I stop writing my to-do list
This alarmed me. I always rely on to-do lists (also read: How Making To-Do Lists Boosts Your Brain (Even When You Don't Complete the Tasks)). But Peter explained that this is just a list of things to do, many of which are not worth even tackling. He suggested writing a list for the trial, sorting the cases by importance and then, stopping at each item, ask yourself: "Do I want to do this?" and "Do I need to do this?" Are both yes? This means that the matter is really important. The method did not strike me as convincing. I remember very well the things that I like to do. I go to the bathhouse without reminders. But a yellow piece of paper about the unpaid tax on the car does not hurt at all. Anyway, I edited my list. There are only three important things left in him: fix the camera, call dad and go to the chiropractor. All these things I wanted and had to do.
Peter didn't think that was enough: "All these things need to be done now, why keep them on some list!" I felt ashamed. On the way home, I called my parents, drove into the workshop and the chiropractor. And all evening I was twitching because of the unexpectedly empty list of tasks.
Schools doing less
In modern coaching, the philosophy of doing less is very popular. Various theorists offer original approaches. One such approach, based on the mystical practices of Zen Buddhism, is described by Mark Lesser(he is both the head of a coaching company and a Zen cleric) in Achieving More With Less. The experience of a Zen teacher - a successful businessman. " “We are too often mistaken in thinking that reducing workload makes us lazy and bad for productivity. However, by doing less, we allow ourselves to enjoy what we really achieve,”- with these words begins his manifesto“Less”. The author recommends setting aside some time for meditation in the midst of the working day, to arrange for "calming the mind." Even in the intervals between reading and sending emails, you can even out your breathing. This will allow you to relieve stress and focus on a specific task, as well as find balance with yourself and the world around you, separate really important things from what, by and large, we do not need.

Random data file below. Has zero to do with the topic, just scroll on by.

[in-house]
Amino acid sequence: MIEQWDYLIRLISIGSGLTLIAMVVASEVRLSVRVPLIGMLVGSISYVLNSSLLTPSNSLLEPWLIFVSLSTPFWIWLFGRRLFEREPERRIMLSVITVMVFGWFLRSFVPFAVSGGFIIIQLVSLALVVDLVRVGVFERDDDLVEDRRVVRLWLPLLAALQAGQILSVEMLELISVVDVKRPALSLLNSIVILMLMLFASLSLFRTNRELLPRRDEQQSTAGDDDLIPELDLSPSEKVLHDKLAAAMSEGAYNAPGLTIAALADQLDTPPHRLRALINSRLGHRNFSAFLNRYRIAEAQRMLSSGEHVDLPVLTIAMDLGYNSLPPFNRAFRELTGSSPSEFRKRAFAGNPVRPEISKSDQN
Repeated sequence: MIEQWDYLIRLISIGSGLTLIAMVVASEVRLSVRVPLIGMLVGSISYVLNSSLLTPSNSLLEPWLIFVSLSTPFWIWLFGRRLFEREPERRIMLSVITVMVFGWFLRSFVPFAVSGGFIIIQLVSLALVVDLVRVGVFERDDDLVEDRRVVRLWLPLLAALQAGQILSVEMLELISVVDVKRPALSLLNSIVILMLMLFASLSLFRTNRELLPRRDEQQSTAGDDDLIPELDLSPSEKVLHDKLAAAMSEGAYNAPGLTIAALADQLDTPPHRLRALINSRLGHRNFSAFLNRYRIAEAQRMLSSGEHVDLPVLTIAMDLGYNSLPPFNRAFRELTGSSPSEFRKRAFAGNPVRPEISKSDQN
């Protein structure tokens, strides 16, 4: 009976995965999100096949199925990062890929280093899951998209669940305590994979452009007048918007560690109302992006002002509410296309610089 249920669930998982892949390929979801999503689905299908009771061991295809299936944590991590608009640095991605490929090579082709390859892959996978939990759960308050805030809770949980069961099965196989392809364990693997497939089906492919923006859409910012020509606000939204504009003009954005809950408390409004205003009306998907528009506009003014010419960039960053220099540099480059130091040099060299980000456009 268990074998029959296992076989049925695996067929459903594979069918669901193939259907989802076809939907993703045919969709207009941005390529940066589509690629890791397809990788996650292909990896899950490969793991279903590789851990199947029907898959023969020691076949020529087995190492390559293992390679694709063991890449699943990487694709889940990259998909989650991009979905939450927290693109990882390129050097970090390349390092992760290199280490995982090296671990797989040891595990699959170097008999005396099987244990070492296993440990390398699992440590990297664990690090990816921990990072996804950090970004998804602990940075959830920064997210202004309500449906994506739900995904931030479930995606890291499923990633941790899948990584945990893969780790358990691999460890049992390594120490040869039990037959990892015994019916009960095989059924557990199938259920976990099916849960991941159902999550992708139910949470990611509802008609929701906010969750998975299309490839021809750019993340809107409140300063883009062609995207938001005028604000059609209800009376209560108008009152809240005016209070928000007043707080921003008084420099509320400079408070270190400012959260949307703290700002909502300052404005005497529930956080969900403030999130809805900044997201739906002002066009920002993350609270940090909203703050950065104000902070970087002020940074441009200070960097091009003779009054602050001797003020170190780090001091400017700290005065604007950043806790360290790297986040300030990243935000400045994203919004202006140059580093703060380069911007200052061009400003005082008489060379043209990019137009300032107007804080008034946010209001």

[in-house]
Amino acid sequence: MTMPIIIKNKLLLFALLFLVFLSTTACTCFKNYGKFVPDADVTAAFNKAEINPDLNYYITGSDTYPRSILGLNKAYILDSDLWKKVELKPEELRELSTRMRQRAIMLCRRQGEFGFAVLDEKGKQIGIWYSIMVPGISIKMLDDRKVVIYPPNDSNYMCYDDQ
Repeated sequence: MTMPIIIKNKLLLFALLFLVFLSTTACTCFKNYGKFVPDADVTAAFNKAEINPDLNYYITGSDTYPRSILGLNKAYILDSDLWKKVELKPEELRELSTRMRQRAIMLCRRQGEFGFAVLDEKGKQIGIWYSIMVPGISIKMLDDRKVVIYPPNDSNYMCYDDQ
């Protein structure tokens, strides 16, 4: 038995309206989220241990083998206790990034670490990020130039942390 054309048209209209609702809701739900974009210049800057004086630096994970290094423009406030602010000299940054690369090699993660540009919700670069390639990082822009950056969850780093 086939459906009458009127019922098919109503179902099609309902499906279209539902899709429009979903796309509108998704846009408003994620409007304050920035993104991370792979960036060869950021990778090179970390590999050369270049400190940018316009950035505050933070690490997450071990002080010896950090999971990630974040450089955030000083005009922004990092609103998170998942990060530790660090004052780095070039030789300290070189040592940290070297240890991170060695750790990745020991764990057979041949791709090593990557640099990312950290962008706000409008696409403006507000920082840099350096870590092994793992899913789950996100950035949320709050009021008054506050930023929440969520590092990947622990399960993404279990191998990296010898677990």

Tomato method (timer)
Doing less includes a lot of interesting techniques, such as the "Method of tomato» (Pomodoro Technique, www.pomodorotechnique.com). This method of scheduling work time was developed by Francesco Cirillo (it got its name from the mechanical kitchen timer, made in the form of a tomato, popular in American families). It is based on the principle of 25-minute work without interruption. But after 25 minutes, you should definitely pause.
How it works:
From the list of tasks, you choose the highest priority. Start the timer and work on this task for 25 minutes without distraction until the alarm sounds (each 25 minute chunk is called a "tomato"). Rest for five minutes and get back to work until the next "tomato" ends. Every four “tomatoes” take longer breaks of 10-15 minutes. If the task takes more than five tomatoes, it should be divided into several parts. The tomato method allows for better grouping of tasks, increases focus, and makes planning easier. He is especially good at helping programmers.
As long as you have free time, you are open to new interesting proposals.
Of the popular methods doing less, the following really increase productivity and save time and energy:
Don't do unnecessary work. It's like in the golden rule of a bureaucrat: "Every piece of paper must lie down." Some things are not worth taking on.
Say no. This, of course, does not mean that you should kick all tasks (so you can quickly find yourself out of work). But it often happens that you really shouldn't do something - your inner voice will tell you this.
Eliminate distractions. Sometimes for the sake of business, you need to turn off your email and even your phone.
Take a break. Some even advise taking a nap during the workday. You decide how and how much you like to disconnect.
Manage procrastination. By deliberately putting aside something you least love, you can accomplish a lot of useful things that you have never been able to do before. For example, clean up your desktop.
Photo: Getty Images